I’m new to pytorch.
I have roughly 1000 images of size 250*1000, where roughly 60% of the pixel values are nan.
Currently I’m processing these on a CPU with matlab and it’s slower than I wanted.
I’m trying to put the processing on GPU, and using PyTorch tensor was suggested by a friend.
One of the steps that takes long is to apply median filter to each pixel of each slice, if it’s not nan.
Here’s my code:
It turns out the same code on CPU runs only 2 seconds, while GPU takes roughly 30 seconds. Then I’m repeating this 1000 times.
I think there’s something ignorant that I’m doing that’s making the GPU slow.
Based on the posted screenshot I would assume you could use
unfold to create the image patches and call
nanmedian() on these. While this would increase the memory usage, it should also speed up the workload (assuming it can fit into your GPU).
PS: you can post code snippets by wrapping them into three backticks ```, which makes debugging easier
Thank you for the reply. I’ve tried unfolding the images like below. The unfolded becomes something of size
250*1024*441, then I called
nanmedian() on each patch. which ended up being even slower actually…
I think the double for loops is what’s killing the time
Do you know any way other than
nanmedian() to achieve the same thing?
Is there anyway that I can interpolate the values in the third dimension to fill all the 441 values to eliminate all the NaN values? then I can simply take the middle index… (Found out sorting along third column takes no time on GPU which is fantastic)
Or is there a way to set half of NaN to positive infinity and the other half to negative infinity?
I’m still exploring, in the meantime if you know a quick answer that would be awesome.
kh, kw = 21, 21 # kernel size
dh, dw = 1, 1 # stride
patches = x.unfold(0, kh, dh).unfold(1, kw, dw)
unfold_shape = patches.size()
for i in range(0,250):
for j in range(0,1024):
print ("Time elapsed:", end - start)
P.S. the ``` method looks awesome
Very close now. Given
patches is sorted along the third dimension, the code below gives the index of the median. Now I need to find out how to extract the median from patches given these indices…
My idea was to eliminate the nested for loop, permute the actual patches into a single dimension, and then call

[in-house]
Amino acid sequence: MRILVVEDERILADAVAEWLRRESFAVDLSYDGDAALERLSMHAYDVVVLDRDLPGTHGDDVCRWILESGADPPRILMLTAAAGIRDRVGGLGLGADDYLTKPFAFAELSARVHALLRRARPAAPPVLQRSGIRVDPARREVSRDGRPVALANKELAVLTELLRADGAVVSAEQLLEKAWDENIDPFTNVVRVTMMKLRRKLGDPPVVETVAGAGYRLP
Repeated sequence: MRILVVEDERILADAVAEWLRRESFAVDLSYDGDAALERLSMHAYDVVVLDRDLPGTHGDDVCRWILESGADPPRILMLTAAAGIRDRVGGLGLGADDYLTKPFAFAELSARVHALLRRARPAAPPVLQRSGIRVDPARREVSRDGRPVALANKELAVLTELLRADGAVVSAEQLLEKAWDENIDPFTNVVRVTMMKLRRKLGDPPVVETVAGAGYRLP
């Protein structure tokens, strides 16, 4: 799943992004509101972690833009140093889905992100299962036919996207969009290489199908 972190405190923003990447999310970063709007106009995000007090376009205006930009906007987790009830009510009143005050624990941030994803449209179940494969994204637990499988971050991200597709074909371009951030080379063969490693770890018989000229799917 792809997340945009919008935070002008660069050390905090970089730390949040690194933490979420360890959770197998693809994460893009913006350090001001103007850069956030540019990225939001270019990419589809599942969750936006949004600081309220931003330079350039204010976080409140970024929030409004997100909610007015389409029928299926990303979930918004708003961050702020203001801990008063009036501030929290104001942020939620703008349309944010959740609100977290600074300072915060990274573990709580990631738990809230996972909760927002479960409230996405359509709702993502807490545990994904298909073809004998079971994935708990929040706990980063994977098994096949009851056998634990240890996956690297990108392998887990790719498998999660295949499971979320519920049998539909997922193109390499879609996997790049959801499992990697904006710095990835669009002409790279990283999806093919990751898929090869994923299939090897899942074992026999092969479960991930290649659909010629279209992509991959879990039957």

nanmedian with the
dim argument on it.
ohhh I’ve been using it like
tensor.nanmedian() and forgot that it can take dim as input. Thanks this helps alot
Ideally, I want to nicely put all my slices in one tensor, but that would take 400GB of GPU memory. So I’m running things in batches with a for loop.
The first iteration is pretty quick, but the second and onwards are a couple of orders of magnitudes slower than the first…
0.2seconds is nice but 9 seconds for 20 of them is roughly how long it would take on CPU…
I suppose I need to somehow clean up some gpu memory between every batch.
I’ve tried to delete the unfolded tensors with
del Tensor then
torch.cuda.empty_cache(), but this doesn’t help.
empty_cache() will slow down your code further as new memory would need to be allocated via synchronizing
How are you measuring the performance? Often users are not synchronizing the code and since CUDA operations are executed asynchronously, you would need to synchronize the code via
torch.cuda.synchronize() before starting and stopping the timers.
Yeah I wasn’t synchronizing the code. the first iteration time is actually not synchronized…
Here’s my code. Since most of the values in these images are nan, and I don’t need to calculate median for those. Right now I’m calculating median for all then mask the ones I don’t need, which is dumb but it was what I found that produced correct result
How can I calculate median only if they are not nan? while maintaining the original shape and keeping the nan if they are.
#test gpu version
dev = "cuda:0"
dev = "cpu"
device = torch.device(dev)
for i in range(0,40):
start = time. time()
#unfold image patches to third dimension
kh, kw = size_filter*2+1, size_filter*2+1 # kernel size
dh, dw = 1, 1 # stride
patches = S_pad.unfold(0, kh, dh).unfold(1, kw, dw)
patches = torch.flatten(patches, start_dim=3)
#get nan mask
# #calculate median along third dimension
# #set previously nan values back to nan.
print ("Median filter for 20 projections time elapsed:", end - start)```